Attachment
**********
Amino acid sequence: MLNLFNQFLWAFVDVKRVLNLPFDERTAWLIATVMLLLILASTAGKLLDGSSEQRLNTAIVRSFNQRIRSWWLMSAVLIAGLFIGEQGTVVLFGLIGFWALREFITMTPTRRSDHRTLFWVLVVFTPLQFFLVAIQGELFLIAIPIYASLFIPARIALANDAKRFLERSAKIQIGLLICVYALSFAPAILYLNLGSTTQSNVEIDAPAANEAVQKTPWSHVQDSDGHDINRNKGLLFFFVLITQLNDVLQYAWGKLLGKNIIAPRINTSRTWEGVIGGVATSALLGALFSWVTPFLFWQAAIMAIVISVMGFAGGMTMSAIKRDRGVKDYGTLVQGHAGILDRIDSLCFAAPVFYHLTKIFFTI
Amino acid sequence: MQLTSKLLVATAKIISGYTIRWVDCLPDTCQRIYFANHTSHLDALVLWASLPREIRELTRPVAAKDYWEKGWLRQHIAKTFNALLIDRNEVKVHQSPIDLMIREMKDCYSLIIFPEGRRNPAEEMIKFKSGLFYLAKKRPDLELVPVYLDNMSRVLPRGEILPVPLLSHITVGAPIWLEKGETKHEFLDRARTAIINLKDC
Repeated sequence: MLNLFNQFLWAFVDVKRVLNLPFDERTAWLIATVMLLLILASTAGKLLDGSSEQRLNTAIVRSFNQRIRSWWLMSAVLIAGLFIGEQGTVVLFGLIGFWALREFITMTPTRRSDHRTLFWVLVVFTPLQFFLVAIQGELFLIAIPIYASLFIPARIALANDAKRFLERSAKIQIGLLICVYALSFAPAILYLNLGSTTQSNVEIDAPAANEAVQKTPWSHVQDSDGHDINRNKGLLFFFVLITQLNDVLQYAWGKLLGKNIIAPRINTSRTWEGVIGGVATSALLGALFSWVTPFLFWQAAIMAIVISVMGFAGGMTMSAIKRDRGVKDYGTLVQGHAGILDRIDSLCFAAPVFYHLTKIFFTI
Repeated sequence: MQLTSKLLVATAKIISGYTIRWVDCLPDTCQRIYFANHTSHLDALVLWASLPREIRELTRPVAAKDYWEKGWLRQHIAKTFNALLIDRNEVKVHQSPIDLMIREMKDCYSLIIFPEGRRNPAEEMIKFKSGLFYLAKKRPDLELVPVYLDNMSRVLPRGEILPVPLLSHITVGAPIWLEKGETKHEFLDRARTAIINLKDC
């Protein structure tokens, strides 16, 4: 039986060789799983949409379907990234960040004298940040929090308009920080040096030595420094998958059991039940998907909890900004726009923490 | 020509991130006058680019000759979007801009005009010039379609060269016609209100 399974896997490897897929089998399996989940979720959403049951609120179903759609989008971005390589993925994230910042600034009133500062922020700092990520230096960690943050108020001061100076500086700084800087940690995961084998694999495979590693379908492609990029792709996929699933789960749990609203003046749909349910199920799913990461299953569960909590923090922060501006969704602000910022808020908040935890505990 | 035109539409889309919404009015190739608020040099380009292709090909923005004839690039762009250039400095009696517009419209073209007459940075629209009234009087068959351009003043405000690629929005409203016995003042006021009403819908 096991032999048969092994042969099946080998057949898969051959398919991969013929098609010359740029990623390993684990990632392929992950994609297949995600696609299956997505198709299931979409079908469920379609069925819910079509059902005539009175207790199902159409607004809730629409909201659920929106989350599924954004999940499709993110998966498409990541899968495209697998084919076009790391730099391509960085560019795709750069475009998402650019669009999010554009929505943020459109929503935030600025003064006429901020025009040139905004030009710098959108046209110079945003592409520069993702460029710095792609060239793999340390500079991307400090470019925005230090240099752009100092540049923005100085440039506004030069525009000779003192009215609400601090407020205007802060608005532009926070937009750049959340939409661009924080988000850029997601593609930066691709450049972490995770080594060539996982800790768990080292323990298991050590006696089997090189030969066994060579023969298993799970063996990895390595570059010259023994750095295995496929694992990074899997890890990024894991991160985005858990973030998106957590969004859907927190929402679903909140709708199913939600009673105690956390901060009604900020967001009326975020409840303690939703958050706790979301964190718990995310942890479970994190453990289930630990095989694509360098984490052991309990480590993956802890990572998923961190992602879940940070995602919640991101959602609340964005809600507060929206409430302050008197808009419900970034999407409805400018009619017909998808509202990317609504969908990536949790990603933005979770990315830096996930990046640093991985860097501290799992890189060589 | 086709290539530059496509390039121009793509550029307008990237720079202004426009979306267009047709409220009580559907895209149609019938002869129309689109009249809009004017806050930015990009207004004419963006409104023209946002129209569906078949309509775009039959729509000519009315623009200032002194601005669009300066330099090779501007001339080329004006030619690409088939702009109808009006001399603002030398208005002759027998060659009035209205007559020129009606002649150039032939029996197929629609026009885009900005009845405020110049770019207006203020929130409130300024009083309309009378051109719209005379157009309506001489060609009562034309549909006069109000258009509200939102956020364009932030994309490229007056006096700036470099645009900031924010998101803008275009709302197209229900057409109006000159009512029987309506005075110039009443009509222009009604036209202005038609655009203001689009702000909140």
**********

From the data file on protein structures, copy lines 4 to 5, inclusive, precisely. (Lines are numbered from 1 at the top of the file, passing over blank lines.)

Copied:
Repeated sequence: MQLTSKLLVATAKIISGYTIRWVDCLPDTCQRIYFANHTSHLDALVLWASLPREIRELTRPVAAKDYWEKGWLRQHIAKTFNALLIDRNEVKVHQSPIDLMIREMKDCYSLIIFPEGRRNPAEEMIKFKSGLFYLAKKRPDLELVPVYLDNMSRVLPRGEILPVPLLSHITVGAPIWLEKGETKHEFLDRARTAIINLKDC
């Protein structure tokens, strides 16, 4: 039986060789799983949409379907990234960040004298940040929090308009920080040096030595420094998958059991039940998907909890900004726009923490 | 020509991130006058680019000759979007801009005009010039379609060269016609209100 399974896997490897897929089998399996989940979720959403049951609120179903759609989008971005390589993925994230910042600034009133500062922020700092990520230096960690943050108020001061100076500086700084800087940690995961084998694999495979590693379908492609990029792709996929699933789960749990609203003046749909349910199920799913990461299953569960909590923090922060501006969704602000910022808020908040935890505990 | 035109539409889309919404009015190739608020040099380009292709090909923005004839690039762009250039400095009696517009419209073209007459940075629209009234009087068959351009003043405000690629929005409203016995003042006021009403819908 096991032999048969092994042969099946080998057949898969051959398919991969013929098609010359740029990623390993684990990632392929992950994609297949995600696609299956997505198709299931979409079908469920379609069925819910079509059902005539009175207790199902159409607004809730629409909201659920929106989350599924954004999940499709993110998966498409990541899968495209697998084919076009790391730099391509960085560019795709750069475009998402650019669009999010554009929505943020459109929503935030600025003064006429901020025009040139905004030009710098959108046209110079945003592409520069993702460029710095792609060239793999340390500079991307400090470019925005230090240099752009100092540049923005100085440039506004030069525009000779003192009215609400601090407020205007802060608005532009926070937009750049959340939409661009924080988000850029997601593609930066691709450049972490995770080594060539996982800790768990080292323990298991050590006696089997090189030969066994060579023969298993799970063996990895390595570059010259023994750095295995496929694992990074899997890890990024894991991160985005858990973030998106957590969004859907927190929402679903909140709708199913939600009673105690956390901060009604900020967001009326975020409840303690939703958050706790979301964190718990995310942890479970994190453990289930630990095989694509360098984490052991309990480590993956802890990572998923961190992602879940940070995602919640991101959602609340964005809600507060929206409430302050008197808009419900970034999407409805400018009619017909998808509202990317609504969908990536949790990603933005979770990315830096996930990046640093991985860097501290799992890189060589 | 086709290539530059496509390039121009793509550029307008990237720079202004426009979306267009047709409220009580559907895209149609019938002869129309689109009249809009004017806050930015990009207004004419963006409104023209946002129209569906078949309509775009039959729509000519009315623009200032002194601005669009300066330099090779501007001339080329004006030619690409088939702009109808009006001399603002030398208005002759027998060659009035209205007559020129009606002649150039032939029996197929629609026009885009900005009845405020110049770019207006203020929130409130300024009083309309009378051109719209005379157009309506001489060609009562034309549909006069109000258009509200939102956020364009932030994309490229007056006096700036470099645009900031924010998101803008275009709302197209229900057409109006000159009512029987309506005075110039009443009509222009009604036209202005038609655009203001689009702000909140």